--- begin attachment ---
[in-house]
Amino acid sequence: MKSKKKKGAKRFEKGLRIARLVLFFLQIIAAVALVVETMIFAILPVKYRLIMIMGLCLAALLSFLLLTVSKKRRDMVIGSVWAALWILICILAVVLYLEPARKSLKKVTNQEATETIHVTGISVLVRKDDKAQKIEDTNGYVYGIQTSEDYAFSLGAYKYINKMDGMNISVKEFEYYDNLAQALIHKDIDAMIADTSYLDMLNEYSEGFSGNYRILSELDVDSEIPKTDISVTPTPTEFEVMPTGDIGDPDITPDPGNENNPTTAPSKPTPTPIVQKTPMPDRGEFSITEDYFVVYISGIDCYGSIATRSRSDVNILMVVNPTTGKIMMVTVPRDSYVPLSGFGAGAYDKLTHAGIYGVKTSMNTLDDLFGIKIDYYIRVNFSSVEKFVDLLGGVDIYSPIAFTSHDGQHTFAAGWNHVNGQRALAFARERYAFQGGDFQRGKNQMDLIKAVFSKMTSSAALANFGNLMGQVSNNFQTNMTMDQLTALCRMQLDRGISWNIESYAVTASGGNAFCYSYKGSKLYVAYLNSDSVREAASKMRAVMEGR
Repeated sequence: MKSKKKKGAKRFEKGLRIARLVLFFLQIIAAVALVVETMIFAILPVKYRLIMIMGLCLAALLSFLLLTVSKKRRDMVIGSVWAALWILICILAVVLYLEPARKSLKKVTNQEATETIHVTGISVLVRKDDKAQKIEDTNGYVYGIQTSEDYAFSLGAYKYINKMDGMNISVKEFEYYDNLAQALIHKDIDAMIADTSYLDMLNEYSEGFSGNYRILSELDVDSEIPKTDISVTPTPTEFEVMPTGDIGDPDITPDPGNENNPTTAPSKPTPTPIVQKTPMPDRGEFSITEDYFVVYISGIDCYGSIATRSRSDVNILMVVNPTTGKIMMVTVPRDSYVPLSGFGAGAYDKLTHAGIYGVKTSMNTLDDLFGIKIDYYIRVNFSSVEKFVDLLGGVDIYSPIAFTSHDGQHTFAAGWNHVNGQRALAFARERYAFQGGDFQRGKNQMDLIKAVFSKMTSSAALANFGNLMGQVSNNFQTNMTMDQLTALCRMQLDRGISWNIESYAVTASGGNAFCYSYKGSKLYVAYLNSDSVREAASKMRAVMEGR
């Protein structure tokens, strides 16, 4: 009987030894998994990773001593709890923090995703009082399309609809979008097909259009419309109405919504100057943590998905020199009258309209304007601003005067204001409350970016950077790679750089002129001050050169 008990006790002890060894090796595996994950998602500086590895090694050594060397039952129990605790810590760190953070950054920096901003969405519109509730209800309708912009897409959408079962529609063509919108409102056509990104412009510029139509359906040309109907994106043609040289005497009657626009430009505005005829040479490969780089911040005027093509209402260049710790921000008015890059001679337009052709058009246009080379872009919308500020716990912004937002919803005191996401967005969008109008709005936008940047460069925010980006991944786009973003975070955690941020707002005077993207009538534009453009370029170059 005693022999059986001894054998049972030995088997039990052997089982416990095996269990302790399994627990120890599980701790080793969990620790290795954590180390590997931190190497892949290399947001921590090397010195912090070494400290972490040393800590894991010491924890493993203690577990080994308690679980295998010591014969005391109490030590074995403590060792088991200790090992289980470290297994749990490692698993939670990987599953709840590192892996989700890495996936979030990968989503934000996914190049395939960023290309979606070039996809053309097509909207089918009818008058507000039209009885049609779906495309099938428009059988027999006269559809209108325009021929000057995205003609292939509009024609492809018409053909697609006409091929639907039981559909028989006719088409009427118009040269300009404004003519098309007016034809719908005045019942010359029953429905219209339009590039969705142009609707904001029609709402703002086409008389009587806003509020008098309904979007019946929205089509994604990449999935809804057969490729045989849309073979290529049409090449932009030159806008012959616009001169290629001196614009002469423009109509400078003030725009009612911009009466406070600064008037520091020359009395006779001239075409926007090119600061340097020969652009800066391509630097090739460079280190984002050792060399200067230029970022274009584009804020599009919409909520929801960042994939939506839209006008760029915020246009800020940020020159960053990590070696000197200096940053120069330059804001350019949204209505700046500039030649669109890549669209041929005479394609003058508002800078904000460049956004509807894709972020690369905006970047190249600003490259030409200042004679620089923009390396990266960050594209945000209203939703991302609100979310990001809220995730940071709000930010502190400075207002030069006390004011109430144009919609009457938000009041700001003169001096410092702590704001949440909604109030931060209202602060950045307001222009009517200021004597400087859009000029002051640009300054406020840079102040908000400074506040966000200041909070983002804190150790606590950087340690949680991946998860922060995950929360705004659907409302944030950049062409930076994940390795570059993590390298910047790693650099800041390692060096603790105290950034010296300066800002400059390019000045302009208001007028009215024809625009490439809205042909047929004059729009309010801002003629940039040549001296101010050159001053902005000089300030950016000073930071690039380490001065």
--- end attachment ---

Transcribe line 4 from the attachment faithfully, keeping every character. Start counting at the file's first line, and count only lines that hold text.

């Protein structure tokens, strides 16, 4: 009987030894998994990773001593709890923090995703009082399309609809979008097909259009419309109405919504100057943590998905020199009258309209304007601003005067204001409350970016950077790679750089002129001050050169 008990006790002890060894090796595996994950998602500086590895090694050594060397039952129990605790810590760190953070950054920096901003969405519109509730209800309708912009897409959408079962529609063509919108409102056509990104412009510029139509359906040309109907994106043609040289005497009657626009430009505005005829040479490969780089911040005027093509209402260049710790921000008015890059001679337009052709058009246009080379872009919308500020716990912004937002919803005191996401967005969008109008709005936008940047460069925010980006991944786009973003975070955690941020707002005077993207009538534009453009370029170059 005693022999059986001894054998049972030995088997039990052997089982416990095996269990302790399994627990120890599980701790080793969990620790290795954590180390590997931190190497892949290399947001921590090397010195912090070494400290972490040393800590894991010491924890493993203690577990080994308690679980295998010591014969005391109490030590074995403590060792088991200790090992289980470290297994749990490692698993939670990987599953709840590192892996989700890495996936979030990968989503934000996914190049395939960023290309979606070039996809053309097509909207089918009818008058507000039209009885049609779906495309099938428009059988027999006269559809209108325009021929000057995205003609292939509009024609492809018409053909697609006409091929639907039981559909028989006719088409009427118009040269300009404004003519098309007016034809719908005045019942010359029953429905219209339009590039969705142009609707904001029609709402703002086409008389009587806003509020008098309904979007019946929205089509994604990449999935809804057969490729045989849309073979290529049409090449932009030159806008012959616009001169290629001196614009002469423009109509400078003030725009009612911009009466406070600064008037520091020359009395006779001239075409926007090119600061340097020969652009800066391509630097090739460079280190984002050792060399200067230029970022274009584009804020599009919409909520929801960042994939939506839209006008760029915020246009800020940020020159960053990590070696000197200096940053120069330059804001350019949204209505700046500039030649669109890549669209041929005479394609003058508002800078904000460049956004509807894709972020690369905006970047190249600003490259030409200042004679620089923009390396990266960050594209945000209203939703991302609100979310990001809220995730940071709000930010502190400075207002030069006390004011109430144009919609009457938000009041700001003169001096410092702590704001949440909604109030931060209202602060950045307001222009009517200021004597400087859009000029002051640009300054406020840079102040908000400074506040966000200041909070983002804190150790606590950087340690949680991946998860922060995950929360705004659907409302944030950049062409930076994940390795570059993590390298910047790693650099800041390692060096603790105290950034010296300066800002400059390019000045302009208001007028009215024809625009490439809205042909047929004059729009309010801002003629940039040549001296101010050159001053902005000089300030950016000073930071690039380490001065």